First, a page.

This is a personal blog contributed by our former writer, Epoy Cubillas. This article and the photos Alva captured out of a witty ‘move’ he did with his camera, will prove once more that Parada ng Lechon is truly merry-making at its best!
It is a feast wherein roast pigs, replete with costumes amongst other effects, are paraded around the municipality.
Oh! The joy of seeing a single, Balayan-made lechon alone could make us froth at the mouth, but imagine standing with thousands of other people under a proud sun, occasional water splashes, and tens maybe hundreds of lechons drive past your eyes. A sensory assault, indeed.
The parade was ridiculously lively to say at the very least.
As a first time attendee of the said festival, I particularly enjoyed the longest bulingan I have ever witnessed. I, together with Alva and Manuel, were practically wetting people until our arms got tired of all the water splashing.
“Salamat po! Salamat po!” a motorbike rider told a man about 40 years old after the latter poured on the former at least a bucket full of ice-cold water. Such is their deep understanding of the feast of Saint John the Baptist.
As said in the 2009 Parada ng Lechon article of WOWBatangas, “Parada ng Lechon tradition coincide with the Feast of Saint John the Baptist, bystanders shower and splash parade participants with water and vice versa. It is believed that by becoming drenched with water, people receive blessings just like the way Jesus received the blessings of the Holy Spirit after being baptized by St. John (San Juan Bautismo.”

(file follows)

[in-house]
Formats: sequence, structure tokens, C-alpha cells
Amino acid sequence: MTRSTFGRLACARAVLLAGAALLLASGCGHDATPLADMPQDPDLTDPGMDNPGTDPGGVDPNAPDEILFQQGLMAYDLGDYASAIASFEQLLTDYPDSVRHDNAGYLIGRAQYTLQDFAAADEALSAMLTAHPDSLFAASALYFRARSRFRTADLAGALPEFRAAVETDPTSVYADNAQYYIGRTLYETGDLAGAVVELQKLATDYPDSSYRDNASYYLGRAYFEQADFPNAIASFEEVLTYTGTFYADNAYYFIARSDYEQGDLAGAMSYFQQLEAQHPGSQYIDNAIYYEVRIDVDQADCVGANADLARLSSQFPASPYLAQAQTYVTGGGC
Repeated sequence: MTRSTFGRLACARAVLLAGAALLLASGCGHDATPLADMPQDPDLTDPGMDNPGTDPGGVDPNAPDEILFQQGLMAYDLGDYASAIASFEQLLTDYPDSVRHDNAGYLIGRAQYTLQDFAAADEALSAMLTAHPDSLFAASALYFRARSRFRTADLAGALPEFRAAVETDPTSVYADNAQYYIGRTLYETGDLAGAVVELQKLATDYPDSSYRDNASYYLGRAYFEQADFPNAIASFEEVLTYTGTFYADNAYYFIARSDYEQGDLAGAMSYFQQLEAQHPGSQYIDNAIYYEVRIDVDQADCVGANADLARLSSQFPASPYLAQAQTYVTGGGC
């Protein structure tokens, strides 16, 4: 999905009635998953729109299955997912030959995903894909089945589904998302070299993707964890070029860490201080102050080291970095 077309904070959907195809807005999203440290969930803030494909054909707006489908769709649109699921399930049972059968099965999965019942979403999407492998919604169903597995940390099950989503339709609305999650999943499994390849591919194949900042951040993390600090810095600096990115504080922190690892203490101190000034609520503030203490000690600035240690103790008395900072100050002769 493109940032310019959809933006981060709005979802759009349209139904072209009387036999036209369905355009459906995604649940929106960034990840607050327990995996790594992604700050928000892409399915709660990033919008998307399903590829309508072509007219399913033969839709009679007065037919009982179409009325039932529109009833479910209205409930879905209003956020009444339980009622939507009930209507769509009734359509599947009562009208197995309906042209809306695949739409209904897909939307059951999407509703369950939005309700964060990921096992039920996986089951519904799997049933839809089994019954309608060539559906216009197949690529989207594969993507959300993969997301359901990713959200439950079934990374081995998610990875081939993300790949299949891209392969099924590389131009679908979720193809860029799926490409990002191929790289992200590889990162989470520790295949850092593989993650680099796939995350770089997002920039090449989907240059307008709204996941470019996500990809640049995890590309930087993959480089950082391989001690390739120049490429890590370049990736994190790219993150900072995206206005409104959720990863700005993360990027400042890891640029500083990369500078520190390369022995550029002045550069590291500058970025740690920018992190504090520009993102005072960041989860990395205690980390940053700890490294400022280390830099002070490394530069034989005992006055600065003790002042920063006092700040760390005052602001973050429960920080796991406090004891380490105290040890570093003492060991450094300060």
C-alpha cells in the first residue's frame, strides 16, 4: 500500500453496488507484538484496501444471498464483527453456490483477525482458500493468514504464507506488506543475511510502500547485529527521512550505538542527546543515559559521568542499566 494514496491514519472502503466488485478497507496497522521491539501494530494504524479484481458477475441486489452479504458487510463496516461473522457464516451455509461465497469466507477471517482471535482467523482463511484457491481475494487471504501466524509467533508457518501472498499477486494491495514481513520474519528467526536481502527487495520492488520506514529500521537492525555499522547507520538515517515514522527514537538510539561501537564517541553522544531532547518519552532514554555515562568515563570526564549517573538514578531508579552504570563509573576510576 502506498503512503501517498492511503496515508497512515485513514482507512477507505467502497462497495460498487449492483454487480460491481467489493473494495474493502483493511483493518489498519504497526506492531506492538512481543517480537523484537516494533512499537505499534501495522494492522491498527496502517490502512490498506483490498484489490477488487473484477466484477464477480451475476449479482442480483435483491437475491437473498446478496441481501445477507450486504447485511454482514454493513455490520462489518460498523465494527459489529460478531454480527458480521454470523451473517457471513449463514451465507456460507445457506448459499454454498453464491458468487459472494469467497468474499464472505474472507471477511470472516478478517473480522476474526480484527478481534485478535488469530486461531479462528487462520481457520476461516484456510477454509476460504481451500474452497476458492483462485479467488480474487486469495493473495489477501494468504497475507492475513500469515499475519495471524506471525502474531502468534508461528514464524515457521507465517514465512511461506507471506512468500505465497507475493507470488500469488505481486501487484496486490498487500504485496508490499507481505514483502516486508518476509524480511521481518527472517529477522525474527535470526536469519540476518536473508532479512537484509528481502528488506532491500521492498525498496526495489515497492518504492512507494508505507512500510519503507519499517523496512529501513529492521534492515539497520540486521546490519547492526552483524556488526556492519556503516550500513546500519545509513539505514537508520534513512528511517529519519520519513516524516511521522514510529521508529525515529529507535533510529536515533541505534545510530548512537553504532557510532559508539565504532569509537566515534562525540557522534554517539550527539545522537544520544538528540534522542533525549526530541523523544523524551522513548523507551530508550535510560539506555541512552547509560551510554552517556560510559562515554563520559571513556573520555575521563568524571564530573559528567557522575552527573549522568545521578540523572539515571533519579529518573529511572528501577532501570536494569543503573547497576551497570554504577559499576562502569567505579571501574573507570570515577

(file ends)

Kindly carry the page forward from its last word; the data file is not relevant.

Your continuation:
Moreover, it was a perfect time for picture taking since the festival is grande, the place is culture-rich, and the gorgeous people of Balayan made taking pictures not so hard of a task.
Funny thing is, Alva forgot to bring his waterproof camera and he had to do the “cellophane moves” wherein he made use of clear plastic and scotch tapes to cover his trusty DSLR. The cellophane moves saved our day.
I’d like to take this opportunity to say my thank yous to Alva of WOWBatangas who invited me to come in this momentous occasion; to Manuel Mendoza, the painter-friend of Alva who warmly welcomed and toured us around, and of course, to the people of Balayan who, through their activities and rich traditions and delicious lechon, cleansed my once severely bored soul.